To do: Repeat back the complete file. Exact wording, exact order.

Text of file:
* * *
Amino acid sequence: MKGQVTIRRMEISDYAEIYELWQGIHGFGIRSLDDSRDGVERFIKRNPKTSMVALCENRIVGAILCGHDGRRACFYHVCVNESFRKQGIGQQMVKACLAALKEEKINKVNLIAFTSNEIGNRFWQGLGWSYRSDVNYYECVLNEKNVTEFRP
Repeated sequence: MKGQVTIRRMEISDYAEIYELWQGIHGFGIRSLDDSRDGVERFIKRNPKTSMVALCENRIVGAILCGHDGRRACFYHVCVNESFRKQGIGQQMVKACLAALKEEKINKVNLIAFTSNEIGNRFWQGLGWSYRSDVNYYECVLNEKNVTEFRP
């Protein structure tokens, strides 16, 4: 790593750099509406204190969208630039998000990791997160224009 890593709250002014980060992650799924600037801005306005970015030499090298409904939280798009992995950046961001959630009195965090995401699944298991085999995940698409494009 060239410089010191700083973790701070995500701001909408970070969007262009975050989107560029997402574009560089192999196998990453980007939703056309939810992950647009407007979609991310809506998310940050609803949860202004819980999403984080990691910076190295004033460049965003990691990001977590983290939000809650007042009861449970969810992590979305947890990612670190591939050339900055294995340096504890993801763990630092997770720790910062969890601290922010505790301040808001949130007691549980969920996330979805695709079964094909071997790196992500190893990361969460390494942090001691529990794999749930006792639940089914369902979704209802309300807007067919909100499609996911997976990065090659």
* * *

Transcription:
Amino acid sequence: MKGQVTIRRMEISDYAEIYELWQGIHGFGIRSLDDSRDGVERFIKRNPKTSMVALCENRIVGAILCGHDGRRACFYHVCVNESFRKQGIGQQMVKACLAALKEEKINKVNLIAFTSNEIGNRFWQGLGWSYRSDVNYYECVLNEKNVTEFRP
Repeated sequence: MKGQVTIRRMEISDYAEIYELWQGIHGFGIRSLDDSRDGVERFIKRNPKTSMVALCENRIVGAILCGHDGRRACFYHVCVNESFRKQGIGQQMVKACLAALKEEKINKVNLIAFTSNEIGNRFWQGLGWSYRSDVNYYECVLNEKNVTEFRP
């Protein structure tokens, strides 16, 4: 790593750099509406204190969208630039998000990791997160224009 890593709250002014980060992650799924600037801005306005970015030499090298409904939280798009992995950046961001959630009195965090995401699944298991085999995940698409494009 060239410089010191700083973790701070995500701001909408970070969007262009975050989107560029997402574009560089192999196998990453980007939703056309939810992950647009407007979609991310809506998310940050609803949860202004819980999403984080990691910076190295004033460049965003990691990001977590983290939000809650007042009861449970969810992590979305947890990612670190591939050339900055294995340096504890993801763990630092997770720790910062969890601290922010505790301040808001949130007691549980969920996330979805695709079964094909071997790196992500190893990361969460390494942090001691529990794999749930006792639940089914369902979704209802309300807007067919909100499609996911997976990065090659």